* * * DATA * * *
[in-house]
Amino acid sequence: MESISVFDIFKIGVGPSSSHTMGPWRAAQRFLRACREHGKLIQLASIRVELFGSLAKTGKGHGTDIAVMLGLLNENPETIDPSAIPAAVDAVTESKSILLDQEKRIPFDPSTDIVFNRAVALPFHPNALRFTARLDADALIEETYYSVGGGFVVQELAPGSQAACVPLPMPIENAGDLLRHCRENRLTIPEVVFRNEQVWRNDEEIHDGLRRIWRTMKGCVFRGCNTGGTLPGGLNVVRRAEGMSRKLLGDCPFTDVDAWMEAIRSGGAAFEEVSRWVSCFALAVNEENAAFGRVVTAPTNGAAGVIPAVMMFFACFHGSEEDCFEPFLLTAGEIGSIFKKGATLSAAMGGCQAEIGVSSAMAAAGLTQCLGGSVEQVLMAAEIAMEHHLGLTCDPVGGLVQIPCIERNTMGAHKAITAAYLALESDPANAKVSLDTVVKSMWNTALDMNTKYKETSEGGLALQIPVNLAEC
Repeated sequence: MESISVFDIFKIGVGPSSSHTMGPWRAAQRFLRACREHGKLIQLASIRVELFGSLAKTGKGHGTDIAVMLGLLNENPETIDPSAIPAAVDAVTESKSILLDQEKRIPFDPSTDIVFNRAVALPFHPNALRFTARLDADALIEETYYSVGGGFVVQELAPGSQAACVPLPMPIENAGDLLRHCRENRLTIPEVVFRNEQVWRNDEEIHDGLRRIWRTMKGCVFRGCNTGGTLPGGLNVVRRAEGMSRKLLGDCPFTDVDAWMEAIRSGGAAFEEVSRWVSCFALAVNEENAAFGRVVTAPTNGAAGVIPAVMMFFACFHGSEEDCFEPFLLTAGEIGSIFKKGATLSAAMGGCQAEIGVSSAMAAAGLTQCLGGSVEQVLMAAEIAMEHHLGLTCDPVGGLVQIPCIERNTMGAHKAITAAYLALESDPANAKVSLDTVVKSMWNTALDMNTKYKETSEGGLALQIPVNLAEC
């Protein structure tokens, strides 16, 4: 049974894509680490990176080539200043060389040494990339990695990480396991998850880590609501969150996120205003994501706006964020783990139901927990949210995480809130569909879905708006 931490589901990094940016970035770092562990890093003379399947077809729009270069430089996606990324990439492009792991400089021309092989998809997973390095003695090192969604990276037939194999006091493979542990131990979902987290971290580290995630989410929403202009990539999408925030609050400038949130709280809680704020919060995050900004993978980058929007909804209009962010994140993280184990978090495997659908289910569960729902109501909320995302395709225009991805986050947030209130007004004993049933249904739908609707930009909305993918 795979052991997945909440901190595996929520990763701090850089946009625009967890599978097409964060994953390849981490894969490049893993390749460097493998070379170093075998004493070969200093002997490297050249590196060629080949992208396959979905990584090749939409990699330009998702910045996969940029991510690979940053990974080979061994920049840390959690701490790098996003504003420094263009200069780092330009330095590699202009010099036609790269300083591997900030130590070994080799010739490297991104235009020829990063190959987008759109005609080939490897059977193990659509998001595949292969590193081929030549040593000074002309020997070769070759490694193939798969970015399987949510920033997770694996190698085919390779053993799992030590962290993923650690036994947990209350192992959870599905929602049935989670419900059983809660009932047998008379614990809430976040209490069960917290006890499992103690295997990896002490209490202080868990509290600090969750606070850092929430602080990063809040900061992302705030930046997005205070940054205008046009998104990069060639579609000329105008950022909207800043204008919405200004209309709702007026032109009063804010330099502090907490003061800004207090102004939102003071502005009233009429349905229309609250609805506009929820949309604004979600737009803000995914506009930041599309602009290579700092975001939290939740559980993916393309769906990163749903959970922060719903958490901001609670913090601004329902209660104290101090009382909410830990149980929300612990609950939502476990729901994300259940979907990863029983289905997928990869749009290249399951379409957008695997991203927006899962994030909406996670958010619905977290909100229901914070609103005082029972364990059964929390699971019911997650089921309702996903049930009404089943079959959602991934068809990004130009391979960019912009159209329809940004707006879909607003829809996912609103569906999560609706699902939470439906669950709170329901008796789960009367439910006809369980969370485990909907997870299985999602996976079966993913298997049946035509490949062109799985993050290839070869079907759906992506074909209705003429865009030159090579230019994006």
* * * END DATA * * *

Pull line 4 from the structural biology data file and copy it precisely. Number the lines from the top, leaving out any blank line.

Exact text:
């Protein structure tokens, strides 16, 4: 049974894509680490990176080539200043060389040494990339990695990480396991998850880590609501969150996120205003994501706006964020783990139901927990949210995480809130569909879905708006 931490589901990094940016970035770092562990890093003379399947077809729009270069430089996606990324990439492009792991400089021309092989998809997973390095003695090192969604990276037939194999006091493979542990131990979902987290971290580290995630989410929403202009990539999408925030609050400038949130709280809680704020919060995050900004993978980058929007909804209009962010994140993280184990978090495997659908289910569960729902109501909320995302395709225009991805986050947030209130007004004993049933249904739908609707930009909305993918 795979052991997945909440901190595996929520990763701090850089946009625009967890599978097409964060994953390849981490894969490049893993390749460097493998070379170093075998004493070969200093002997490297050249590196060629080949992208396959979905990584090749939409990699330009998702910045996969940029991510690979940053990974080979061994920049840390959690701490790098996003504003420094263009200069780092330009330095590699202009010099036609790269300083591997900030130590070994080799010739490297991104235009020829990063190959987008759109005609080939490897059977193990659509998001595949292969590193081929030549040593000074002309020997070769070759490694193939798969970015399987949510920033997770694996190698085919390779053993799992030590962290993923650690036994947990209350192992959870599905929602049935989670419900059983809660009932047998008379614990809430976040209490069960917290006890499992103690295997990896002490209490202080868990509290600090969750606070850092929430602080990063809040900061992302705030930046997005205070940054205008046009998104990069060639579609000329105008950022909207800043204008919405200004209309709702007026032109009063804010330099502090907490003061800004207090102004939102003071502005009233009429349905229309609250609805506009929820949309604004979600737009803000995914506009930041599309602009290579700092975001939290939740559980993916393309769906990163749903959970922060719903958490901001609670913090601004329902209660104290101090009382909410830990149980929300612990609950939502476990729901994300259940979907990863029983289905997928990869749009290249399951379409957008695997991203927006899962994030909406996670958010619905977290909100229901914070609103005082029972364990059964929390699971019911997650089921309702996903049930009404089943079959959602991934068809990004130009391979960019912009159209329809940004707006879909607003829809996912609103569906999560609706699902939470439906669950709170329901008796789960009367439910006809369980969370485990909907997870299985999602996976079966993913298997049946035509490949062109799985993050290839070869079907759906992506074909209705003429865009030159090579230019994006």